Harold Strachan's Last Word

Doing time. I shall be released


Way back then, in 1460 to be inexact, an Italian gent name of Andrea Mantegna produced a great big tempera/oil painting called View of a City, of such precise perspective as to cause people to do what cats do before a mirror, to raise their hackles and peep behind the surface to see what was going on there. It was a bit spooky, this new thing; it enabled a three-dimensional world to appear on a two-dimensional surface. If you could see something in the round you should be able to touch it in the round, not so? Lucky the church didn’t nail him for sorcery. But such is the power of bigotry that by the late 1800s if you hadn’t mastered the multiple lines of one-point, two-point, nay even three-point perspective drawing and the whole formal crap that went with academic art, you wouldn’t make it past your first year in any art school in Europe, its colonies, North America or Mother Russia. It took the heresy of the Cubists and Paul “Kgeenie’nvokomnie”    Cezanne to break the stranglehold of perspective laws in art.

But lo! Give it a decade or two, or three, well actually four, and along come some serious scientists who dig about at the tiniest level of things in search of the nature of Nature, among them a rapscallion physicist Richard P. Feynman who doesn’t believe things the prescribed way and says as follows: Study hard what interests you most in the most undisciplined, irreverent and original manner possible. He makes for us a famous set of diagrams, pictorial representations of the mathematical expressions governing the behaviour of sub-atomic particles. Many lines on paper, and lo! some of them dip in the wrong direction, which implies – dare we say it – negative time. Many momparas of the media fall gleefully upon these diagrams, where time is represented as a line, and declare if you can fold a line back on itself you can also fold time back on itself, like a sheet of paper, and then you can get a wormhole through the two, and just wait a bit while we build a hell of a clever spaceship to shoot through this hole and emerge in the past. They present us with a pic of it all: a two-dimensional diagram of a three-dimensional diagram of a four-dimensional universe.  Reverse time-travel – the cat can exist backwards and study its own tochis.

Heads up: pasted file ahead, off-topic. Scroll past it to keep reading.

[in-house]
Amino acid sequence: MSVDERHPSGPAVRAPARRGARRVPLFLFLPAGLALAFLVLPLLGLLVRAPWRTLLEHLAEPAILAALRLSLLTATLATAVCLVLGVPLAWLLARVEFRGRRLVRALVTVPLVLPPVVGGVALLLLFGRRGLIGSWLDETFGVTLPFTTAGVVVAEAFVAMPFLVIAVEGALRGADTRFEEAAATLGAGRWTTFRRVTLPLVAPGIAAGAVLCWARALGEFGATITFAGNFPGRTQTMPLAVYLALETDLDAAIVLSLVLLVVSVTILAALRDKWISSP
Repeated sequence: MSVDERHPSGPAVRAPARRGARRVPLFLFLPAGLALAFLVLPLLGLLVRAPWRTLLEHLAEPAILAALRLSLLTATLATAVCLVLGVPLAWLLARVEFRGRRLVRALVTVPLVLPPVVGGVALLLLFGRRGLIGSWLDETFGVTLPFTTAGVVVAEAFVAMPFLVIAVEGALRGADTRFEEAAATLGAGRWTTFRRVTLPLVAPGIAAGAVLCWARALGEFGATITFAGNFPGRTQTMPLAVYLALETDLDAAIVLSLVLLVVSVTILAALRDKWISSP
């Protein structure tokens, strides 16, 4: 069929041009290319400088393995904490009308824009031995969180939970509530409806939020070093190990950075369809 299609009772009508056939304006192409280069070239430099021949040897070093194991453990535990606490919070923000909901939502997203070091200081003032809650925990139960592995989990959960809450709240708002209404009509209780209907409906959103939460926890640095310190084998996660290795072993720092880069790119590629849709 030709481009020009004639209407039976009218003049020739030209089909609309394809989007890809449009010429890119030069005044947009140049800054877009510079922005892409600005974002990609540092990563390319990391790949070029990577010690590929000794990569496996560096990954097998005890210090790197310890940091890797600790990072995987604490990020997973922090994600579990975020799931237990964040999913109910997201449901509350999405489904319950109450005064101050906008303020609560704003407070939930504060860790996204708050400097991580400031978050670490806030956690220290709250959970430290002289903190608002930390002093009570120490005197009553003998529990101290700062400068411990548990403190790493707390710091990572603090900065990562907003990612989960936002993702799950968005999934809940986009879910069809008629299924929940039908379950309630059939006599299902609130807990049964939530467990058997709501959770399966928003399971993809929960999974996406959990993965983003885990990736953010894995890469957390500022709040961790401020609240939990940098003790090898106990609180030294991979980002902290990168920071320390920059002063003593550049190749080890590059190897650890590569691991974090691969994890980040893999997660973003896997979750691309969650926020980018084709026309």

Well, now. In the Pretoria Central Prison there was a library with 5,000 books, and if you got privileges for good behaviour you could use it. The Prisons Department didn’t actually buy the books, hell no; any institution or person could sommer donate them to PCP, and a bandiet couldn’t actually browse in the library, that’s freedom, the librarian would mos bring two books a week to this bandiet’s cell, to avoid the smuggling of tobacco, see? I mean one of my first two was on how to get a driver’s licence in Pretoria in 1934, but the librarian was a dear old soul name of Oupa, 70-plus years, pushing his second indeterminate sentence, but sensitive, and he thought I might like something of a technological nature. As for himself, well, this library wasn’t the sort of place where you could study quantum physics, naturally, but Oupa had a sharp intellect and he’d come across something by Feynman among a load from the Pretoria Girls’ High School, and determined secretly to devise a wormhole in time and escape from this vokken tronk. All it needed was deep thought.

Of course every bandiet soon enough heard about Oupa’s scheme, it became the year’s best joke where there’s precious little to laugh about. Oupa became more and more introspective and silent as he was mocked, then after much much time suddenly... just disappeared, completely vanished. Overnight. The news spread instantly: Oupa had mastered the Feynman diagrams.

As time flies, so it fled. Tempus fugit, another three years of it. My time was up. The Prisons Department never told you anything about their plans for your movement, I was scarce surprised they didn’t just open the door and kick me out in the street, but of course I’d forgotten: I was under ten-year house arrest when sentenced and that’s what I was going back to, in Durbs. But it was weird travelling without leg irons and handcuffs in an ordinary car. At Harrismith they stopped for lunch at the prison, I was given a small boep loaf called a katkop and a bottle of cold coffee made of beans unknown to botany and told to wait in the atrium ’mongst the aloes in pots. Great day, real plants, suddenly appears Oupa, back from the whencetoforth, all smiles. Yirra, Oupa! ’kse, how’d you get here, man? No, says Oupa, they said I was too old for Central, I couldn’t get up once I was lying on the floor so I should have a bed, but everybody would want one and it would cause discontent, and they couldn’t sommer release me because I would go and print more banknotes, so they moved me here for an office job. But it’s an uptoshit boep, all the ouens are short term and a man got no chinas. All my chinas are in Central.

Well what about a reverse wormhole? say I. Ag nee wat, says Oupa, that’s all bullshit, I’m asking God now to take me back to Central. Maybe you will pray for me, hey? Well I haven’t tried it since I was 14, say I, but I’ll give it a crack.

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